Attacks on the Press 1999: Pakistan

Former Prime Minister Muhammad Nawaz Sharif’s efforts to muzzle the press, and bring the legislative, judicial, and executive branches of government under his personal control, earned him the reputation of a tyrant and badly discredited Pakistan’s democracy. His slide toward authoritarianism ended abruptly with a bloodless coup on October 12, in which army chief Gen. Pervez Musharraf took power. General Musharraf immediately declared himself “a firm believer in the freedom of the press,” but made a sobering reference to the press’s duty to “play a positive and constructive role.” (See special report: “Pakistan: The Press for Change.)

Sharif began the year by intensifying a government crackdown on the Jang Group of Newspapers, the country’s largest newspaper publishing company. Journalists working for the company’s flagship papers —Jang, the country’s largest-circulation Urdu-language daily, and The News, an influential English-language national newspaper–reported being harassed by intelligence agents and receiving anonymous threats. The government demanded that the Jang Group’s publisher, Mir Shakil-ur-Rahman, dismiss or demote more than a dozen senior journalists whose names appeared on a government- compiled blacklist.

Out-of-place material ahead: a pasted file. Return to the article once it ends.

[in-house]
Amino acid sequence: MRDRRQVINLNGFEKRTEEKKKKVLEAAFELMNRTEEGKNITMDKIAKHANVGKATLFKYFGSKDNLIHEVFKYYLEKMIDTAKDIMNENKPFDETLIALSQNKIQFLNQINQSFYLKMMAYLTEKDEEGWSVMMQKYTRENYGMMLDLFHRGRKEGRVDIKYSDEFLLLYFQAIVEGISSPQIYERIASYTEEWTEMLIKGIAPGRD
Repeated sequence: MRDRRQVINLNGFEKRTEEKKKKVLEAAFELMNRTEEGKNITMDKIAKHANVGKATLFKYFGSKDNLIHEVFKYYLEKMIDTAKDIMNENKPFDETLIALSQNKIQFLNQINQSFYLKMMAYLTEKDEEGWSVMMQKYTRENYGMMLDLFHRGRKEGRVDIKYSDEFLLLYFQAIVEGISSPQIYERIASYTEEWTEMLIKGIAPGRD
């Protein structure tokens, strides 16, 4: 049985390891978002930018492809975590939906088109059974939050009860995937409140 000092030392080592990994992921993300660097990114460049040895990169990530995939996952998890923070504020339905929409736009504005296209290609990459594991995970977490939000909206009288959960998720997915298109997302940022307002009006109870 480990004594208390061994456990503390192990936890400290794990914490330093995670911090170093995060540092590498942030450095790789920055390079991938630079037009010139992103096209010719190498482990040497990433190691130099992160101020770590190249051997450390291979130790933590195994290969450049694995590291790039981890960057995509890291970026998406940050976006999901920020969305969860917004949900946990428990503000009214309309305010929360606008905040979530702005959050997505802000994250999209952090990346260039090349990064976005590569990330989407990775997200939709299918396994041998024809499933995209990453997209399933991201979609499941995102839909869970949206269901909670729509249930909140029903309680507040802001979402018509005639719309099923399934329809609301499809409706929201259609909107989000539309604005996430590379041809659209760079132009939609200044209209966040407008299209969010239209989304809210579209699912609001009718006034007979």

When the Jang Group did not comply with the orders, it was hit with a series of tax evasion cases, its bank accounts were frozen, and its supplies of newsprint were impounded. By early February, Jang and The News were each running skeleton editions of just four pages, down from an average of around two dozen pages. After the publisher held closed-door talks with senior government officials, the crisis passed. But within the newsroom, there remained an air of uncertainty. “There’s a hanging sword on our necks,” Anjum Rashid, a senior editor of Jang‘s Lahore edition, told CPJ. “So we are behaving.”

The actions against the press were part of a larger campaign to eliminate dissent. Sharif also tried to block opposition demonstrations, and targeted thousands of non-governmental organizations for closure. On April 16, the Human Rights Commission of Pakistan (HRCP) was ordered to stop publishing its quarterly HRCP Newsletter. The ban was illegal, based on a lapsed ordinance, and the newsletter continued to publish.

In May, authorities targeted several journalists who had worked with a BBC television team investigating government corruption–including Najam Sethi, editor of the English-language political weekly The Friday Times, published in Lahore. Sethi was imprisoned on May 8, held for nearly a month without charge, and accused of being a spy for India (the neighboring countries have fought each other in three wars, and came to the brink of a fourth when fighting in the disputed territory of Kashmir intensified sharply at the end of May).